Girls of Riyadh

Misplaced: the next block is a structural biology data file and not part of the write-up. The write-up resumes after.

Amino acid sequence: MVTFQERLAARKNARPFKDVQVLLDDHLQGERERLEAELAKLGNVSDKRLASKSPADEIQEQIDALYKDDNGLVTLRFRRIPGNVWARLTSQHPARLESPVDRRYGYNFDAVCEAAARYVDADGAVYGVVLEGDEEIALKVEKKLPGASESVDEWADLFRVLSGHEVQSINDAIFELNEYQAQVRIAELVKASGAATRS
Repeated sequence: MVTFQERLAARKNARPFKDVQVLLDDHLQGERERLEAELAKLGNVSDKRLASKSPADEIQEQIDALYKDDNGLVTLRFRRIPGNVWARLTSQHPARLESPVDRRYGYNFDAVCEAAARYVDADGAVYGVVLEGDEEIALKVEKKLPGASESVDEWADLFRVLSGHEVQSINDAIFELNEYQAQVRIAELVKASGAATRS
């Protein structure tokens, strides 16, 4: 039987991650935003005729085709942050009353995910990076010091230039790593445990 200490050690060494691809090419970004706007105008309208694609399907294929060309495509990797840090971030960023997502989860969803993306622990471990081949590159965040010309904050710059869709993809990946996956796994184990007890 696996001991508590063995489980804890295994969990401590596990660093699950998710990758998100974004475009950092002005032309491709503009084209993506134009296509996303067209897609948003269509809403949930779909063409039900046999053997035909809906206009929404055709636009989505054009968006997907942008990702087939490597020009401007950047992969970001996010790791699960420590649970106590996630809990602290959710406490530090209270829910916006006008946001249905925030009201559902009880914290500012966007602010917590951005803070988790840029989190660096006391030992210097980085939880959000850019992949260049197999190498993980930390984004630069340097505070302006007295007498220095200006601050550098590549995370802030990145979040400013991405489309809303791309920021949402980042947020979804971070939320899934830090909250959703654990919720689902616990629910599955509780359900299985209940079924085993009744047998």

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Discuss in what ways Girls of Riyadh demystified or confirmed your gender perceptions of the quintessential Muslim society that Saudi Arabia is meant to represent. Girls of Riyadh is the poignant delineation of Saudi Arabia’s secluded society where young women who silently cherish westernized aspirations are weaved within the strict conventional web of the Arab law. Alsanea challenges the dictatorial and Islamist regimes of Saudi Arabia by contentiously incorporating prohibited issues such as homosexuality, the quest of love, sexuality and subjugation of the women in her work. She generally attempts to demonstrate “that a Western code of life in an Arab society is more preferable and suitable than the Islamic one” (Mubarak, 2011). Subsequently, she reiterates, between Muslims and the West, the existing chasm which is grounded on the latter’s perception of Islam as an obstruction to the Arab woman and her struggle for independence. This paper accordingly elucidates the various ways this novel demystifies gender perceptions in the typical Muslim society that Saudi Arabia is meant to represent. The characterization of the four protagonists namely Gamrah, Sadeem, Michelle and Lamees condemns Islamist fundamentalism as misogynist and calls for autonomous and secular political legal frameworks. The text simultaneously divulges the prevailing inconsistency between the opposite sexes in the Saudi society. While Doumato (1992) articulates in her work that Arab women are prohibited to travel without their ‘mahram’ or male guardian, Abdulla (1981) further exposes the prevailing sex segregation in Arab countries where the Muslim girl is anticipated to learn how to become an ideal housewife to her husband and a successful mother to her children instead of looking forward to join competitive fields such as geology, meteorology and so on which are explicitly for the men. Alsanea, by applying western tints to her novel, defies the conservative Arab society with the emergence of her four female characters who confront the political culture of Saudi Arabia as a social force. With the proliferation of technology in the 21st century, Alsanea uses the Internet as a medium to communicate to her readers. By so doing, she connects both male and female readers in a country where “integration of the sexes, at least in public, is still non-existent” and where “veiling is enforced” (Bahry, 1982). The virtual interaction between Lamees and the other masculine cyber users remarkably contradicts the Arab society where such crossing point is out of question. The internet, “the narrative topological main figure” (Ghadeer, 2006), becomes also a space where the narrator and her virtual female characters (“I’ve decided to change all the names of the people I will write about”) interact with the youth culture anonymously to expose the horrendous principles of the Arab society. It additionally acts as a prominent tool in shaping the feminine’s individualism. Lamees, for instance, teaches Gamrah how to make use of the internet which helps her to isolate herself from the bitter memories of Rashid’s betrayal: “With the help of Lamees, Gamrah got to know the world of chatting”. Alsanea provokes the conventional Saudi community as Lamees plunges in the virtual world to such an extent that she can even figure out the dissimilarities between men in Riyadh and those of the eastern and western provinces: “guys from Riyadh are a little different than the eastern province boys, and they’re different from the western province and so it goes”. Virtual communication hence reconstructs the existence of the wired Saudi girl beneath her abaya into an inquisitive connection of primitive culture and technology. Digital technology appropriates the reality of the Arab feminine personality as it enables her to show that she also has a voice. As such, this Arab feminine struggle broadens democratic space in the society as a whole (Esfandiari, 2004). At the same time as the author...
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